JOHN Swinney has warned that the government could be forced to implement new coronavirus restrictions "very quickly."

According to the latest statistics, 758 people tested positive for Covid in Scotland on Saturday, that’s 12.1% of newly tested individuals.

The percentage of positive cases has now been above 5% for more than two weeks, breaching a key World Health Organisation threshold. That means that by their criteria, the epidemic in Scotland is not under control.

There were no deaths reported, though 22 people were in intensive care, and 210 people were in hospital.

The total number of people who have died in Scotland within 28 days of receiving a positive test stands at 2,530.

Speaking on the BBC's Politics Scotland, Swinney said: "We are seeing a rising prevalence of coronavirus within our community, that's been going on for some time and obviously we are taking steps and made announcements, just close to a fortnight ago, to apply further restrictions to try to reduce the incidence of coronavirus.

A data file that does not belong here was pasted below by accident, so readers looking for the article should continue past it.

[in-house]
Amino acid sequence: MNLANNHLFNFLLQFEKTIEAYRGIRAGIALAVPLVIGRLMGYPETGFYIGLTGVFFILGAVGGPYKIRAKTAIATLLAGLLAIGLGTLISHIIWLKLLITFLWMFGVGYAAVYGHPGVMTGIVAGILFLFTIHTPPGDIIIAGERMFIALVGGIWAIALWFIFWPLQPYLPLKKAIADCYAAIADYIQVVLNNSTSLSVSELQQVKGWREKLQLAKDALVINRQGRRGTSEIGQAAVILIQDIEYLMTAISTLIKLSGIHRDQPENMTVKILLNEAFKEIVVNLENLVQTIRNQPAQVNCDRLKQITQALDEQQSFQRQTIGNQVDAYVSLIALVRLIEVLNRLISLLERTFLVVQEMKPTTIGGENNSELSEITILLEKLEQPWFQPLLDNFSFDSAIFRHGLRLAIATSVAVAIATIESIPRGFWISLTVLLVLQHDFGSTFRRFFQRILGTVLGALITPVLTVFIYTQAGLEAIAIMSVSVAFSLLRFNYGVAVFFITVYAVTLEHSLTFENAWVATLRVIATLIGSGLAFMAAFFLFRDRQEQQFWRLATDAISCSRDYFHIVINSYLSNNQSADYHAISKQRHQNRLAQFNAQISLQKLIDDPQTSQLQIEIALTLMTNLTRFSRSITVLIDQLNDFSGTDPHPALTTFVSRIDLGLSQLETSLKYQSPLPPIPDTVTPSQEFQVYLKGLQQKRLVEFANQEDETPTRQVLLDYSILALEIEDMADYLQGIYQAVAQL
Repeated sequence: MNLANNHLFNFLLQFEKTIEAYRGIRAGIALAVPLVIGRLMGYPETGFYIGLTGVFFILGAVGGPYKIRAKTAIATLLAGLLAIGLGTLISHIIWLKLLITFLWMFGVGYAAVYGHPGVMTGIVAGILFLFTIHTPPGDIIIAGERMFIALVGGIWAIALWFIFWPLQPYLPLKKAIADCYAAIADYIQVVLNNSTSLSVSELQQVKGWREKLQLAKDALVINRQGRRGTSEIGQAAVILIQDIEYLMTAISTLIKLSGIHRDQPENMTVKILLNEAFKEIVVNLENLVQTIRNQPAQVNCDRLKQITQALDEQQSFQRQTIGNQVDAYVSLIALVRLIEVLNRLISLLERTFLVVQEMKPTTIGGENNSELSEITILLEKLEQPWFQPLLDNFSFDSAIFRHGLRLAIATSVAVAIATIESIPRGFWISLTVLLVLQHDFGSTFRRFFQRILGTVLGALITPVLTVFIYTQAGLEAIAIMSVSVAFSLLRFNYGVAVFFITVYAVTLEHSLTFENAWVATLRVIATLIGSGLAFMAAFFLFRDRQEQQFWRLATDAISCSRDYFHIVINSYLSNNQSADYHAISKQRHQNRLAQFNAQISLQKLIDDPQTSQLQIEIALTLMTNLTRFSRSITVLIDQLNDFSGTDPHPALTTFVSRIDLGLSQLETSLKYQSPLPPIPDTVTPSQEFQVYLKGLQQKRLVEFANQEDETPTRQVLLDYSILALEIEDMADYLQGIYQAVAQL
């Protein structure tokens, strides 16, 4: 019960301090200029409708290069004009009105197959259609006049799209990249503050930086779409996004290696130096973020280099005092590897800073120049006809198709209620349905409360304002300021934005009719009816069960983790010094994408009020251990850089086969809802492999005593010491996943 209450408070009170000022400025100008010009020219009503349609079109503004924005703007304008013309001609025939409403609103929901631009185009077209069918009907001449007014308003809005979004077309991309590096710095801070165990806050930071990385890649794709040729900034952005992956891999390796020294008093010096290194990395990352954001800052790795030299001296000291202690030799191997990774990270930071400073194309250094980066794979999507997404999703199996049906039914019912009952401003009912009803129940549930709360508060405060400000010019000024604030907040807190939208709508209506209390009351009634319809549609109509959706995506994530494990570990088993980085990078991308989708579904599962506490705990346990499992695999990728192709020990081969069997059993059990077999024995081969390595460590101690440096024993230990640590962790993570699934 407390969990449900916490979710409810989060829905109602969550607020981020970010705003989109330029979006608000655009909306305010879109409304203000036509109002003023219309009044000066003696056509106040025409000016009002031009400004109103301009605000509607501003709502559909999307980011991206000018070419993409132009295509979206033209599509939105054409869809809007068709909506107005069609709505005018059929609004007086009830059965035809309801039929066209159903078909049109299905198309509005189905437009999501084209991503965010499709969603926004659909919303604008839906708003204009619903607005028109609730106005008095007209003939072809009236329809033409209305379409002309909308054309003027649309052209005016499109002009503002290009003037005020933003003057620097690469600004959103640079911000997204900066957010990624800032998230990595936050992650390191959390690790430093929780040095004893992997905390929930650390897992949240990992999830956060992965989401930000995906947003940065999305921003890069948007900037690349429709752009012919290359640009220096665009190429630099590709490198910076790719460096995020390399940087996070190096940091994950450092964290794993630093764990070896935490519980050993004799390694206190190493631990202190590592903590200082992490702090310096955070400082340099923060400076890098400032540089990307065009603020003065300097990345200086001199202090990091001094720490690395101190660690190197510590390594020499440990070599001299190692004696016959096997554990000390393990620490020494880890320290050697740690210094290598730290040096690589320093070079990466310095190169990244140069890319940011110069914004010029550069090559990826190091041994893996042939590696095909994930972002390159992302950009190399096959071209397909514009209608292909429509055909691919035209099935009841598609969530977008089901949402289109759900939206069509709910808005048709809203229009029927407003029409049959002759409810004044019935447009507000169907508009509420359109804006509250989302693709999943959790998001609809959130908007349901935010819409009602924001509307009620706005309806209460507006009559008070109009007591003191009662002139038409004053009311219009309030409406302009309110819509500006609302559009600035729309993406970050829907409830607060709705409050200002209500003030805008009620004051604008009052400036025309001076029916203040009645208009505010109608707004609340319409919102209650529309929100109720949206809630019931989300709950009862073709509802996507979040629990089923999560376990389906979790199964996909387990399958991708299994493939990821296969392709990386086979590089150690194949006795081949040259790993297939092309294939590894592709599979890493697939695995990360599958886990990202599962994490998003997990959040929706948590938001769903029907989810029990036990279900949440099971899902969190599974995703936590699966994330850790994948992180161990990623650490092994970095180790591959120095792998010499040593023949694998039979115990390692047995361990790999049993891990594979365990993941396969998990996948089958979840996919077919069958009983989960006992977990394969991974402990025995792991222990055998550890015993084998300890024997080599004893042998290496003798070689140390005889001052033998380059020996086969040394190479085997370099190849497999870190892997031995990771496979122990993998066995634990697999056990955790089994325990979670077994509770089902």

"We have to give that some time to make sure that we see the effect of those measures.

“Obviously these statistics are a cause for concern, and a reminder to all of us of the importance of following the key aspects of the FACTS advice.”

Asked if there may be a requirement to bring in further restrictions, Swinney said the government was keeping the data “under constant review”. 

He added: “If there is a necessity for us to take further action we will consider what steps will be effective in that respect.

"But I think what we've been looking at particularly is the examples of where the disease has been, and the virus has been transmitted, to make sure we can take targeted action to address those circumstances as most effectively as we can.”

Swinney said he was unable to give an “absolute guarantee” that there would be no extra restrictions beyond what's in place for during the school tattie holidays. 

“We're mindful of the importance of making sure that children are able to have some fun in their lives.

"We've taken particular decisions to enable young people to have more connection with other young people because we think it's so important to make sure that they're able to have that play experience, to be able to connect with other young people of their own age.

"So these considerations are very much in our minds.”

He promised that the Scottish Government would endeavour to give the public as much advance notice of any changes as possible, but he warned that events can move "very quickly".